Shrub with beautiful flowers identified
Q: Do you know what kind of shrub this is? The flowers are beautiful, and the bees are enjoying the blooms. It's about five to six feet tall and was trimmed back in the fall of 2016. — Sarah Adams, Moorhead, Minn.
A: Botany is a tremendous help when identifying shrubs, trees, and other plants. Clues that distinguish plants include leaf arrangement along the stems, whether attached directly opposite or in an alternating pattern, as well as stem characteristics, leaf shape and flower traits.
Examining the clues tells us the plant in the photo is chokecherry. If the leaves turn from green to reddish-purple by mid-June, it's the Schubert chokecherry, also known as Canada Red Cherry. If they remain green, then it's the good old-fashioned green-leaf chokecherry, native to the region, which can either grow as a large shrub, a shrubby tree or a multi-trunked tree reaching 25 feet in height.
The ultimate size and form of chokecherry can be managed by pruning. If left to its own devices, it can reach its full potential of 25 feet high and 20 feet wide.
Each of the small five-petaled flowers in the long cluster, called a raceme, will become a fruit, which will form the clusters of chokecherries that can be harvested when they turn purple-black in summer.
Q: When harvesting asparagus, is it best to cut them or break them off, and how close to the ground should that be done? Is it the end of June or the end of July that you should quit harvesting asparagus? — LeRoy Throlson, Sheyenne, N.D.
A: Asparagus spears can be either cut or snapped off, whichever you prefer, and there seems to be no advantage to either method. The suggested point of harvest is 1 inch below soil surface, which is sometimes easier with a knife.
July 4 is an easy date to remember for the final asparagus harvest. After Independence Day, allow tops to "fern out," which feeds and replenishes the below-ground roots and crown. Allow the tops to remain intact during winter to catch snow and lessen risk of winter injury. Remove tops in early spring before new spears emerge.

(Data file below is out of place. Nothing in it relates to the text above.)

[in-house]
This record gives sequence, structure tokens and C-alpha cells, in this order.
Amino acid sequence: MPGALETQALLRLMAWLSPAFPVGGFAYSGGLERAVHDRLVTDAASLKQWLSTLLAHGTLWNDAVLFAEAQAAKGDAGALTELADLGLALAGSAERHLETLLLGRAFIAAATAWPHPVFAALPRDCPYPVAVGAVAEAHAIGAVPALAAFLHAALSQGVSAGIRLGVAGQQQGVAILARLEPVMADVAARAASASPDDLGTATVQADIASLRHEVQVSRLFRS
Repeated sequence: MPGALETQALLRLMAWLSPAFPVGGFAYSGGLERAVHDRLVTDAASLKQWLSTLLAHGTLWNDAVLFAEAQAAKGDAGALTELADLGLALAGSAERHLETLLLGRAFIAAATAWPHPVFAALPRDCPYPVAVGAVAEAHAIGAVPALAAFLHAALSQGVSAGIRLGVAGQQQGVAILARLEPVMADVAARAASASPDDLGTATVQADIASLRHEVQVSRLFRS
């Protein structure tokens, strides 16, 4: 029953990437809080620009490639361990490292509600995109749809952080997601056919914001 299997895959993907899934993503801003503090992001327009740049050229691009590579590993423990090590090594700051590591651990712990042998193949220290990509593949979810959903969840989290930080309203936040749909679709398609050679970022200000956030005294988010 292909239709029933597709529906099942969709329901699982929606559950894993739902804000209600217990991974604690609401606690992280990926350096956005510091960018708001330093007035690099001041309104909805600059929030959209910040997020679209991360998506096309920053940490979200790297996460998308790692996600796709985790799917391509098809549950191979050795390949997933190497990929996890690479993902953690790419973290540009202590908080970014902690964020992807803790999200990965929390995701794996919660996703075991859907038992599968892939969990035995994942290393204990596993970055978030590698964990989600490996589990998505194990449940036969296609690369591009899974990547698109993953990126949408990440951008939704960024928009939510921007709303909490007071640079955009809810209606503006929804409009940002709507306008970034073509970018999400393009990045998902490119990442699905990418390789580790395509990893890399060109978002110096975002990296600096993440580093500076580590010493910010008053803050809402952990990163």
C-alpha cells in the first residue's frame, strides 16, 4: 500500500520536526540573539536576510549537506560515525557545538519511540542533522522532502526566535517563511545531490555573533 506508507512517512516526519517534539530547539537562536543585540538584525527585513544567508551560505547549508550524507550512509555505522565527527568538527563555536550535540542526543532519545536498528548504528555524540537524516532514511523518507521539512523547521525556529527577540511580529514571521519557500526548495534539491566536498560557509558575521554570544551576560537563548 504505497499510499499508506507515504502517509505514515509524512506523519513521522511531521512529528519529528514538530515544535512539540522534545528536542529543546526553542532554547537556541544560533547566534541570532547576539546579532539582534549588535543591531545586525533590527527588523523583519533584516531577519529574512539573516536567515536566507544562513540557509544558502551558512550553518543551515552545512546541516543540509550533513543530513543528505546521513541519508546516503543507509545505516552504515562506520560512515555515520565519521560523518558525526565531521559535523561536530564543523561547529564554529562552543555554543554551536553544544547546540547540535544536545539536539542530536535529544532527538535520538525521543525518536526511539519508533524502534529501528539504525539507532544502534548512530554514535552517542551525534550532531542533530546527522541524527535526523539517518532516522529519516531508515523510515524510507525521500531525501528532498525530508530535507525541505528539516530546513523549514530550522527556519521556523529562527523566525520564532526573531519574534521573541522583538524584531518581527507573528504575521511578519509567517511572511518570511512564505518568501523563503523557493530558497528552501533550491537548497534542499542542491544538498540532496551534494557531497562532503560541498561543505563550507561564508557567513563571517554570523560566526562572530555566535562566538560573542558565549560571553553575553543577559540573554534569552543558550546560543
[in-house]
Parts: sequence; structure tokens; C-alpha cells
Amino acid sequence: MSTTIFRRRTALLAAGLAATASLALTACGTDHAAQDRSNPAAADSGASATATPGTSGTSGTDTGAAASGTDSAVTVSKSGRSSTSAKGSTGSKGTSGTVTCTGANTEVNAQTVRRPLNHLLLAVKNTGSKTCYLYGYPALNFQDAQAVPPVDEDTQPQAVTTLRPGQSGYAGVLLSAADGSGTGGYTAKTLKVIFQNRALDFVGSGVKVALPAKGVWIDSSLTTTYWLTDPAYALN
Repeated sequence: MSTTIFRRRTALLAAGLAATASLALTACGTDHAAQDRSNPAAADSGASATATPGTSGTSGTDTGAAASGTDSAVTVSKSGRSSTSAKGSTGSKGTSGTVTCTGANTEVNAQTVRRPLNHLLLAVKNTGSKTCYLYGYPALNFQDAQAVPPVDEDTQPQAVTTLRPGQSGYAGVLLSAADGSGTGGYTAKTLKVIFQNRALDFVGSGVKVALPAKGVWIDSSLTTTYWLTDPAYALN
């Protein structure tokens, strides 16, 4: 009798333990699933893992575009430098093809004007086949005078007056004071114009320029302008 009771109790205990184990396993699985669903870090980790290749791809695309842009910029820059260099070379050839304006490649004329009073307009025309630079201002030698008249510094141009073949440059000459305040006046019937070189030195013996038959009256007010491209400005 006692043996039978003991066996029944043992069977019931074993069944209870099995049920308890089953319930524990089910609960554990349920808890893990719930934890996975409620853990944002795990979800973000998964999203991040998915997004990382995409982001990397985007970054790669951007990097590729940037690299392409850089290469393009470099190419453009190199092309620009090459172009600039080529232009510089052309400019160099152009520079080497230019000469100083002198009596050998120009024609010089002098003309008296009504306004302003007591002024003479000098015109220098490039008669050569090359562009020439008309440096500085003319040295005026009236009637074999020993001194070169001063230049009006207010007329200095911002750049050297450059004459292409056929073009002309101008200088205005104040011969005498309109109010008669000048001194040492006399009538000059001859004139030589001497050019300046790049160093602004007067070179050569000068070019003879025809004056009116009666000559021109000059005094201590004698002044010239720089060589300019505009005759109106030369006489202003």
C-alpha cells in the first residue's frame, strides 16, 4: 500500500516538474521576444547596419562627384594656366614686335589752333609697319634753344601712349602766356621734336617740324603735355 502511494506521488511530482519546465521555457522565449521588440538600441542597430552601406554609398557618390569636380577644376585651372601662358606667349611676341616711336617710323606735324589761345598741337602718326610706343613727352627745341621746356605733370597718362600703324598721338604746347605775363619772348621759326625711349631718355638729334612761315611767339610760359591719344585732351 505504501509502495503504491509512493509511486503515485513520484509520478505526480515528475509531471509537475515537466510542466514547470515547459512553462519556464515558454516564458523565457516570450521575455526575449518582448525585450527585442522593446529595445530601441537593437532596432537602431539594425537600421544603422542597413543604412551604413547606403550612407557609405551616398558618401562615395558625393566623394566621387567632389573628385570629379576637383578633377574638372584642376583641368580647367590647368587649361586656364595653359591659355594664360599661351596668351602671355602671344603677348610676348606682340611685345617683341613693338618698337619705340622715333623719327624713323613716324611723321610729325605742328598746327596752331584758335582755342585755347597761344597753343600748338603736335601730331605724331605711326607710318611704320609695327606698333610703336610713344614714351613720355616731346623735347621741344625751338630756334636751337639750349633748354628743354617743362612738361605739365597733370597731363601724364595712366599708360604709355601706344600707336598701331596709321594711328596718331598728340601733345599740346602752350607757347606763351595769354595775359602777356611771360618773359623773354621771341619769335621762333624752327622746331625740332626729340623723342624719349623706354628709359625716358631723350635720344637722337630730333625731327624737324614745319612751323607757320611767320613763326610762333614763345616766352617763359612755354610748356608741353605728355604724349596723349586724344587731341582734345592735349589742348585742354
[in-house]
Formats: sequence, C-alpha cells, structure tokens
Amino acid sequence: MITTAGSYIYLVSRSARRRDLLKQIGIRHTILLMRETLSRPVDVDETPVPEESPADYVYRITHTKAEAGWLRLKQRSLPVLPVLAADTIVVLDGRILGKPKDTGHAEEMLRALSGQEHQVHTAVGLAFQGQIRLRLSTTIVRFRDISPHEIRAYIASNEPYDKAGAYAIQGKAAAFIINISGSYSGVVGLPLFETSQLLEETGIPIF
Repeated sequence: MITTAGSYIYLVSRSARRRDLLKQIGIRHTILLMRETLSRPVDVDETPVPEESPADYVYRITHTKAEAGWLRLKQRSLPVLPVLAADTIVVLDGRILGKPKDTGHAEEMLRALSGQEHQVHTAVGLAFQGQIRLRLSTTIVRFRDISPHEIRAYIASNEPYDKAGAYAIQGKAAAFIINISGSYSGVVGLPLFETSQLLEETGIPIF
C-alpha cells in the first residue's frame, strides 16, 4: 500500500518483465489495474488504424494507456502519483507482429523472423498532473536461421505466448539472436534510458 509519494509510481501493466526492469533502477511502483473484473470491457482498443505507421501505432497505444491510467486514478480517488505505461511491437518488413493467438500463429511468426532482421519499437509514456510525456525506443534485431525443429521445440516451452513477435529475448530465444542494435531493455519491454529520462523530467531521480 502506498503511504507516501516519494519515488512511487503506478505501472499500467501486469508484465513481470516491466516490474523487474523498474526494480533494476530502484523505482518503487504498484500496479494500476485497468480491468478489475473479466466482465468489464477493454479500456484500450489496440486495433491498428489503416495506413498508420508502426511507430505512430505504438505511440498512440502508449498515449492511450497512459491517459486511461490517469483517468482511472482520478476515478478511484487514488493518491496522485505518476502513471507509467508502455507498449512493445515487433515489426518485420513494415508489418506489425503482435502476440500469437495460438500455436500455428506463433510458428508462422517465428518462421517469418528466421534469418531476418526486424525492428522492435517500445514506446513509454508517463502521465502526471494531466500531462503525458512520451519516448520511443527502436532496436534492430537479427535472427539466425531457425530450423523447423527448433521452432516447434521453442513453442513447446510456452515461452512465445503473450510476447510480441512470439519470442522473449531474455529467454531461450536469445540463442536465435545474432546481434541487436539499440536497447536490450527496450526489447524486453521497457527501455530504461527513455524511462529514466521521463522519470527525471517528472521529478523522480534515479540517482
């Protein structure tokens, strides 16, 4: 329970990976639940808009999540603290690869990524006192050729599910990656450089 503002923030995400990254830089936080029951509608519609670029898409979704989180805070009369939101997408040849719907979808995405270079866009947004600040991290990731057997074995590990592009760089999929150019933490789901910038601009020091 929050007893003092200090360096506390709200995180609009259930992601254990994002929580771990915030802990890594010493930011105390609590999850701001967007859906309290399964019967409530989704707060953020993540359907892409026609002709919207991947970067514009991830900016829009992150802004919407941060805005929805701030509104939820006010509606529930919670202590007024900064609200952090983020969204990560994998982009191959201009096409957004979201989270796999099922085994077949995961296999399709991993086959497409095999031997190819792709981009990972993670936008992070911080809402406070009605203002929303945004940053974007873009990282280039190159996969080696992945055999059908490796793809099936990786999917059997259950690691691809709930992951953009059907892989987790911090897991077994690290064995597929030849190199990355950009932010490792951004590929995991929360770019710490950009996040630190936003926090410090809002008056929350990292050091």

Q: We're having trouble with mushrooms in our yard in a spot where an old cottonwood tree was removed and the stump dug out five years ago. We tried baking soda mixed with water, as suggested on Facebook, but it didn't work. We tilled it up and planted grass seed, then tried sod, and the mushrooms still keep appearing. — Delilah Jeanotte, Fargo.
A: Mushrooms are fungi that live on decaying organic material in the lawn like old, rotting tree roots. Mushrooms don't harm the lawn, and it's simply best to rake or mow the visible mushroom caps and dispose. No readily available chemicals are currently available that are effective for eliminating mushrooms without harming the lawn. You might try power raking or core aeration to increase air penetration. Water deeply and less frequently. When the organic material on which they're thriving is totally decomposed, mushrooms usually disappear.
In the meantime, they can benefit the lawn by releasing nutrients from decaying material. Mushrooms can be visually annoying, but mostly they're just trying to help.
If you have a gardening or lawn care question, email Don Kinzler at ForumGrowingTogether@hotmail.com. All questions will be answered, and those with broad appeal may be published, so please include your name, city and state for appropriate advice.